Spain may have 3rd election after budget rejected
MADRID — Spain Prime Minister Pedro Sanchez might have to call for a third general election in less than four years after his budget was rejected by right-wing parties, reports The New York Times.
Pedro Sanchez came to power in mid-2018 after ousting then prime minister Mariano Rajoy with the support of Catalan separatist lawmakers.
Sanchez's Spanish Socialist Workers' Party needed their support to expel Rajoy as they only hold 84 of the 350 seats in Congress.
According to The New York Times, this time around Catalan pro-independence parties rejected Sanchez's government budget plan and sided with the People's Party and the center-right Citizen's party.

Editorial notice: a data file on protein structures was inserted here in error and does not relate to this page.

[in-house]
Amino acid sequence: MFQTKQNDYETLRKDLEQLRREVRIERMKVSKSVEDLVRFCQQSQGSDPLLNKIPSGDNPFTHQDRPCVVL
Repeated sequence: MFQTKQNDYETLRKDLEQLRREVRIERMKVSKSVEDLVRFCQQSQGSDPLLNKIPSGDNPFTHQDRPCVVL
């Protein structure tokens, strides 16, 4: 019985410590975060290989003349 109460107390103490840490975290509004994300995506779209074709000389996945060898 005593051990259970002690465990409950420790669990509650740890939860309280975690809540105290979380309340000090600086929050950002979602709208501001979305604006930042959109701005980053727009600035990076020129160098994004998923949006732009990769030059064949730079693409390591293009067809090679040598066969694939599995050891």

The budget was rejected 191 to 158 with one abstention.
The shift in alliance comes after Catalan pro-independence parties made it clear that support for the budget would only come if independence talks were held.
However, Sanchez's government sustains that, according to Spain's constitution, the country must remain united.
Spain is divided into 17 autonomous regions.
Catalonia is one of the wealthiest of them.
According to CNBC, it accounts for roughly 20 percent of the country's GDP.
The political instability that continues to loom over Spain is a result of the 2017 referendum for Catalonian independence which was deemed illegal by the Spanish constitutional court.